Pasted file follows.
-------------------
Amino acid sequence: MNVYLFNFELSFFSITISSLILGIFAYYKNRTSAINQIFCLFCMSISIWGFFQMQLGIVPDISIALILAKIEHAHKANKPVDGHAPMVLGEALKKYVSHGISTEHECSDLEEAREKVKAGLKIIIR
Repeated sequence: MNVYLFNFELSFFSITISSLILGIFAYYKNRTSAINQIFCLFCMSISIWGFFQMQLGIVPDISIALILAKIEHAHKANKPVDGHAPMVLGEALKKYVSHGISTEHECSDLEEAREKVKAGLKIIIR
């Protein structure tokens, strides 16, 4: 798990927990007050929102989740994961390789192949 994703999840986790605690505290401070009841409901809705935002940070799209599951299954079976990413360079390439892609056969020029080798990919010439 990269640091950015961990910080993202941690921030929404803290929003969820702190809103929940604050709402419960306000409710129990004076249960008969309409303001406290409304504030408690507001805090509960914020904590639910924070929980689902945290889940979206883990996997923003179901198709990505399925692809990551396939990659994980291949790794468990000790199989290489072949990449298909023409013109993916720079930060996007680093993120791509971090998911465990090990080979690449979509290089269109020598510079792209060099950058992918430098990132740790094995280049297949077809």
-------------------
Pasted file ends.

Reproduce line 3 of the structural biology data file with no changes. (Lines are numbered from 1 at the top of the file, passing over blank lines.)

């Protein structure tokens, strides 16, 4: 798990927990007050929102989740994961390789192949 994703999840986790605690505290401070009841409901809705935002940070799209599951299954079976990413360079390439892609056969020029080798990919010439 990269640091950015961990910080993202941690921030929404803290929003969820702190809103929940604050709402419960306000409710129990004076249960008969309409303001406290409304504030408690507001805090509960914020904590639910924070929980689902945290889940979206883990996997923003179901198709990505399925692809990551396939990659994980291949790794468990000790199989290489072949990449298909023409013109993916720079930060996007680093993120791509971090998911465990090990080979690449979509290089269109020598510079792209060099950058992918430098990132740790094995280049297949077809």